Biden to Nominate Air Force Gen. CQ Brown as Next Chairman of the Joint Chiefs of Staff


president biden to announce on Thursday that he will Nomination of Air Force Chief of Staff Gen. Charles Q. Brown He will serve as the next chairman of the Joint Chiefs of Staff, according to a defense official familiar with the plan.

The official said the decision came after Defense Secretary Lloyd Austin suggested that Brown be selected as the next top military officer. If confirmed, it would be the first time in U.S. history that the top leaders of the Department of Defense — the secretary of defense and the chairman of the Joint Chiefs of Staff — are both African-American.

The chairman of the Joint Chiefs of Staff is the country’s highest-ranking military officer, serving as the chief military adviser to the U.S. president, secretary of defense and national security council.

Brown, codenamed CQ, will replace Army Gen. Mark Milley, who has held the post since he was nominated in 2019. In 2020, Brown became the first black chief of staff in U.S. military history. He was confirmed as chief of the Air Force by a vote of 98 to 0. Brown will become the second black man to serve as chairman of the Joint Chiefs of Staff after Gen. Colin Powell, who served from 1989 to 1993.

Brown, who has always been conservative, made headlines in 2020 after the police killing of George Floyd. Brown posted a touching and deeply personal video in which he said he was “full of affection” for the “many African-Americans who suffered the same fate as George Floyd.”

Brown, who was commander of Pacific Air Forces at the time, recorded the video while wearing his uniform.

He outlined being one of the only African-Americans in the school, and often the only African-American in his platoon, to become leadership.

“I’m thinking about the pressure I’m feeling to be error-free, especially with what I think is an African-American supervisor who expects me to be lower. I’m thinking about having to demonstrate their expectations of African-Americans and Perceptions are invalid,” he said.

Brown spoke candidly about the problems facing America at the time, and the widespread protests against racial injustice, and he spoke candidly about what he could and couldn’t do in his position.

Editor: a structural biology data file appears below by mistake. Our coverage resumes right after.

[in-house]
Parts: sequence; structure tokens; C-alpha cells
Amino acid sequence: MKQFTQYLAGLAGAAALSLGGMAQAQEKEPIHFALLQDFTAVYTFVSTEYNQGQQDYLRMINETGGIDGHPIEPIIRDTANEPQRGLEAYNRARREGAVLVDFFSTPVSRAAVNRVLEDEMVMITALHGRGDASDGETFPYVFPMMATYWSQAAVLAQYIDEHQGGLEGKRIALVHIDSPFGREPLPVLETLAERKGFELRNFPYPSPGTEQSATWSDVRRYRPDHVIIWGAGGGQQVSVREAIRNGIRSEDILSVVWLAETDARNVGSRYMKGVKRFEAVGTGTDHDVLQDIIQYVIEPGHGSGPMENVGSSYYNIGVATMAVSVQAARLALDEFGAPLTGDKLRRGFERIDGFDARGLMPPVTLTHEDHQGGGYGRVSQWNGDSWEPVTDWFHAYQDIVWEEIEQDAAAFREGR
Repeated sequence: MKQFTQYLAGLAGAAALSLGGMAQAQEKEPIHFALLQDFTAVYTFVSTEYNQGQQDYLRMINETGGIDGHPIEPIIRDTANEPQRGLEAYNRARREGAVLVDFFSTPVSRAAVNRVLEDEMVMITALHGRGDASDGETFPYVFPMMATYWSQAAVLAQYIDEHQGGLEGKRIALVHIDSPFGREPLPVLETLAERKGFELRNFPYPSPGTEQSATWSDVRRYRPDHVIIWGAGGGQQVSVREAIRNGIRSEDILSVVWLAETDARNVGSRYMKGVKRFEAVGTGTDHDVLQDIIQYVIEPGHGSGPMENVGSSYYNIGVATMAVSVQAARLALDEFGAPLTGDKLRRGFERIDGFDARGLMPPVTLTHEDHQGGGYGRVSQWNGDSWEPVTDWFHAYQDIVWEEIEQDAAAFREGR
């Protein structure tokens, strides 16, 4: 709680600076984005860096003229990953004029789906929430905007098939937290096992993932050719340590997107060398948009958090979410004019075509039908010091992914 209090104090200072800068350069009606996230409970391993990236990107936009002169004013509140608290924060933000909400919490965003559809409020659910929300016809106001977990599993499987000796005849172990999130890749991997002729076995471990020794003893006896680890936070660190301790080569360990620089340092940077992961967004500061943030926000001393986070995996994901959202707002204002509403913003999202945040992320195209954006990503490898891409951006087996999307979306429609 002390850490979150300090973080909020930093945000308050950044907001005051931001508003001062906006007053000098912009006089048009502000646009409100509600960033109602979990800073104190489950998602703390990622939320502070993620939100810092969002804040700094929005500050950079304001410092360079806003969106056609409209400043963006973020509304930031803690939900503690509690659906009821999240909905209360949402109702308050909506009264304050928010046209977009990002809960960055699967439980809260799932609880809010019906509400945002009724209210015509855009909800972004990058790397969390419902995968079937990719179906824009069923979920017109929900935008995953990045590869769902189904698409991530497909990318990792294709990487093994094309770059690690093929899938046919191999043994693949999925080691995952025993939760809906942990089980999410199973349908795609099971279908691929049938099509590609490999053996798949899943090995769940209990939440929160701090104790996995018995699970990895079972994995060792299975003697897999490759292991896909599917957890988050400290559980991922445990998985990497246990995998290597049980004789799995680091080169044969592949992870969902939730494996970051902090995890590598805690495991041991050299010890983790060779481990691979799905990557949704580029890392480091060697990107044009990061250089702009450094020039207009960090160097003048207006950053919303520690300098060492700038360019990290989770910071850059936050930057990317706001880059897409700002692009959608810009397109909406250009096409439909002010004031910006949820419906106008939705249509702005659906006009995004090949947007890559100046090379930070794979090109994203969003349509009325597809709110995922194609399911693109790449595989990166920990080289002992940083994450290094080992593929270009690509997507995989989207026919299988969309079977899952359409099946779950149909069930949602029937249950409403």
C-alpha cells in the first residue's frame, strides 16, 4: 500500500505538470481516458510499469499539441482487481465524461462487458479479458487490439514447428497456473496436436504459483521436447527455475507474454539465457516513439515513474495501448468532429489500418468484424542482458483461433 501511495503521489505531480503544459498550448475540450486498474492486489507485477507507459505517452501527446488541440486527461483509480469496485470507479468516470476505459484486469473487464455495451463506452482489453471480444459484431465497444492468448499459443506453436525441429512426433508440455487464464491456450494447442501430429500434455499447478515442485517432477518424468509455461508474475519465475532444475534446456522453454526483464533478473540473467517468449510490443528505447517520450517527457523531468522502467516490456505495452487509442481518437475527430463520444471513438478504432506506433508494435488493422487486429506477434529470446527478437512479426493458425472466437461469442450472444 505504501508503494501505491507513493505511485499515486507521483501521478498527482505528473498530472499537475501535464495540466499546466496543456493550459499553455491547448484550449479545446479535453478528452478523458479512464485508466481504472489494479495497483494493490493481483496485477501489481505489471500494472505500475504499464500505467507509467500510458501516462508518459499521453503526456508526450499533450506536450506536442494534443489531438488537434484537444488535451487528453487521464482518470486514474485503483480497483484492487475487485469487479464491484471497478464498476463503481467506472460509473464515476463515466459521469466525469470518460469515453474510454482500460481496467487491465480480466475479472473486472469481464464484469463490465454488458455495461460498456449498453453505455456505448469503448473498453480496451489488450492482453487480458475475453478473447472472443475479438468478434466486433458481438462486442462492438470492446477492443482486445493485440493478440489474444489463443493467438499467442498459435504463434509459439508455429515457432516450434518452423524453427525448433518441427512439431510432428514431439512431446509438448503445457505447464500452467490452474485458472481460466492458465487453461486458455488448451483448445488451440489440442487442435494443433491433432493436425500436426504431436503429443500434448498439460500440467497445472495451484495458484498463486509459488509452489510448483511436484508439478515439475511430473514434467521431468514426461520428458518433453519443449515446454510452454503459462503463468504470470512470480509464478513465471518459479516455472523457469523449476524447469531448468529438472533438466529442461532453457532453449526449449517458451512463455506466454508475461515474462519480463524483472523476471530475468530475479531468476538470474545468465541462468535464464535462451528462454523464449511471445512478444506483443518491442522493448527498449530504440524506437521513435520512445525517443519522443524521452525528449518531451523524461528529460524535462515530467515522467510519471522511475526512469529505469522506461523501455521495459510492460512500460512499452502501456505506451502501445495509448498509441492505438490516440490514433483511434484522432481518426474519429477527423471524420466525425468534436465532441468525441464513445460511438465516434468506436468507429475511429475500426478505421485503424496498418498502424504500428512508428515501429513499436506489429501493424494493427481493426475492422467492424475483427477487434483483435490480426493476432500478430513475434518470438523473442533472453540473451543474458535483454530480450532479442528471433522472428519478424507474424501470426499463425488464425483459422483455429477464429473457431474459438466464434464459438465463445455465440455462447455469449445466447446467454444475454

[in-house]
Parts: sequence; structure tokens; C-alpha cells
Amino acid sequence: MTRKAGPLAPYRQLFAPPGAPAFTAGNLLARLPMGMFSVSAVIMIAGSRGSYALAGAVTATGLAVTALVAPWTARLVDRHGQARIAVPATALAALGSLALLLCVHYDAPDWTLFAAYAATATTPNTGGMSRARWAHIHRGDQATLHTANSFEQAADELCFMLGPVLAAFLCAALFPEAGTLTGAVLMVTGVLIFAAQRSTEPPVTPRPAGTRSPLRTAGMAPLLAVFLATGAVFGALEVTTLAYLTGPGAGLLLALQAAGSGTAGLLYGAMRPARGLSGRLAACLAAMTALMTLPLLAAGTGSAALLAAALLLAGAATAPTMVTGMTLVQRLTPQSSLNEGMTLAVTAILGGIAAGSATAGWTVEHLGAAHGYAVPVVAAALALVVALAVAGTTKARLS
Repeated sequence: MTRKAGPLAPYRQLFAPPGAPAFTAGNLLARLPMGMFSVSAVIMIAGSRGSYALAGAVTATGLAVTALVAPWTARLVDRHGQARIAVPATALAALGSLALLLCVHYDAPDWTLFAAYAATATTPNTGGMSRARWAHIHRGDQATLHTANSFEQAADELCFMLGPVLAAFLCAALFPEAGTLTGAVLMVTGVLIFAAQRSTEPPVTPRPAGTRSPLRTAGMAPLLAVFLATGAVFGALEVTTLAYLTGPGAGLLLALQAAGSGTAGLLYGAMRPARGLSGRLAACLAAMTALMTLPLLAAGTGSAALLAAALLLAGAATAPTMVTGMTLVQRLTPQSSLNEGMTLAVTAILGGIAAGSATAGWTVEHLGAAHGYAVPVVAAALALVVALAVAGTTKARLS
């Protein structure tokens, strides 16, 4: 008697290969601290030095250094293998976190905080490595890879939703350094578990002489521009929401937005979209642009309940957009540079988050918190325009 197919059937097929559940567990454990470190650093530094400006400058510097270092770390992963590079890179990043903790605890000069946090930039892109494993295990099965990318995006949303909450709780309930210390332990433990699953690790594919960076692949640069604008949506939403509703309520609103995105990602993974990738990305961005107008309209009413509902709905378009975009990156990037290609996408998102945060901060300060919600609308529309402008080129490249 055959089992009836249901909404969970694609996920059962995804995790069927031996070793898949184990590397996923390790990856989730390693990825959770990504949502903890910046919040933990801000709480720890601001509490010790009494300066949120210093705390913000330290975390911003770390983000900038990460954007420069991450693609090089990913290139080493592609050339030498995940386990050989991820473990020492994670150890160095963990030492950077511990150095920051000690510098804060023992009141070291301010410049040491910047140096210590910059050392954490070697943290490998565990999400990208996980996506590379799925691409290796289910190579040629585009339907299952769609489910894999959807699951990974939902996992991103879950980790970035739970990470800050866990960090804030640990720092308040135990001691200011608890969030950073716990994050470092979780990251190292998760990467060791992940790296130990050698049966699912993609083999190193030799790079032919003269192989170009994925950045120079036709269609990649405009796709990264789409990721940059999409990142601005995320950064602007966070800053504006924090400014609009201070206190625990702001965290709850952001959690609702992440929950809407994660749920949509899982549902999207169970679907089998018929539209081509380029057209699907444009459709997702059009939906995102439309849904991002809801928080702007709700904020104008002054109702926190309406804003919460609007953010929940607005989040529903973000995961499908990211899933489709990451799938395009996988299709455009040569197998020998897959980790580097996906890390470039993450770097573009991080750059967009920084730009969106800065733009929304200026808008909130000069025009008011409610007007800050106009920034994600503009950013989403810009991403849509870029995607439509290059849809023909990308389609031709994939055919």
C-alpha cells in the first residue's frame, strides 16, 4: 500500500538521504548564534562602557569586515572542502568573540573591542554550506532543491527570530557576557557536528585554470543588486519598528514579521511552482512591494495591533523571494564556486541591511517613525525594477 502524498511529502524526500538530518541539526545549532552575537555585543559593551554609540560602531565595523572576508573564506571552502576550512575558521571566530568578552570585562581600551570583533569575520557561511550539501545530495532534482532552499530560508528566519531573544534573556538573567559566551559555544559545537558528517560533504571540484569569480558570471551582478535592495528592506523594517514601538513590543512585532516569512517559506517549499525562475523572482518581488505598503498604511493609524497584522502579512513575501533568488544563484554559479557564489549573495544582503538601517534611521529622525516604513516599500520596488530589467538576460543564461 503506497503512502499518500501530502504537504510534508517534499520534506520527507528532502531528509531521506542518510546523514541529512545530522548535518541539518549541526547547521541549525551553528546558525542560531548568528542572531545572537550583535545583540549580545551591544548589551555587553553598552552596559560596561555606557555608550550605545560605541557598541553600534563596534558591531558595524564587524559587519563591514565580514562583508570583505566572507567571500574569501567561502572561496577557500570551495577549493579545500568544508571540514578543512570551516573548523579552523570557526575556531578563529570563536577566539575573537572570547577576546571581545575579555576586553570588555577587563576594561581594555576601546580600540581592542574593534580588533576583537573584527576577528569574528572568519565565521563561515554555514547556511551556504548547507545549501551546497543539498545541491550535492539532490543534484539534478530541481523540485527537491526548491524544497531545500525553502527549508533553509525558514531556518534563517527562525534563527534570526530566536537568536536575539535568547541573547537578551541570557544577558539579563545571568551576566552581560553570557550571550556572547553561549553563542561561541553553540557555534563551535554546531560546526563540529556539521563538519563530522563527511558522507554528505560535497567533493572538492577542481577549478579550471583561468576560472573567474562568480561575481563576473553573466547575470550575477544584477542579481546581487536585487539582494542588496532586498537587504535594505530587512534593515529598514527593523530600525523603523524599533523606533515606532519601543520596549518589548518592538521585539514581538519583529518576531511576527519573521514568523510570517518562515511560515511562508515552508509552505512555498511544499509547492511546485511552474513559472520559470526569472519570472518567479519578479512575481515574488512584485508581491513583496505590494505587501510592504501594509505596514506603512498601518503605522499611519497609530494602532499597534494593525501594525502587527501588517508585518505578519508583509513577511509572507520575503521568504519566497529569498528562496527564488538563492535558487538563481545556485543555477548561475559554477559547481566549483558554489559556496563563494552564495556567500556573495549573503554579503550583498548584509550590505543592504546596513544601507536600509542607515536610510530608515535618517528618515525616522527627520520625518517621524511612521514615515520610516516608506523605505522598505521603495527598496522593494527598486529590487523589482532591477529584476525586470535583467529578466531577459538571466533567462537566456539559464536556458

“I can’t fix the centuries of racism in our country, or the decades of discrimination that can affect members of our Air Force,” Brown said in the video. “I’m thinking about how to do it personally, professionally and institutionally. Improve so that all pilots of today and tomorrow can appreciate the value of diversity and can serve in an environment where they can achieve their full potential.”

However, Brown’s nomination could join more than 200 other senior military nominations currently on hold in the Senate.

Sen. Tommy Tuberville, R-Alabama, has been holding the top military nominee in protest of the Department of Defense’s reproductive health policy, which, among other things, allows service members and military families who must travel for abortions for state reasons to take leave of absence where they are stationed.

Defense officials, including Austin, have repeatedly said will have a serious impact about national security.

In a letter to Sen. Elizabeth Warren, D-Mass., earlier this month, Austin said control of senior military leaders, such as those who make up the Joint Chiefs of Staff, in particular, would lead the U.S. to “take on the Unnecessary and unprecedented risk” at a time when our adversaries may test our resolve. ”

Brown was commissioned in 1984 for the ROTC program at Texas Tech University in Lubbock, Texas.according to his official biographyHe then commanded one fighter squadron, two fighter wings, US Air Force Central Command and the US Air Force Weapons School.

Most recently, before becoming chief of staff of the Air Force, Brown served as commander of Pacific Air Forces, the air component of the U.S. Indo-Pacific Command.

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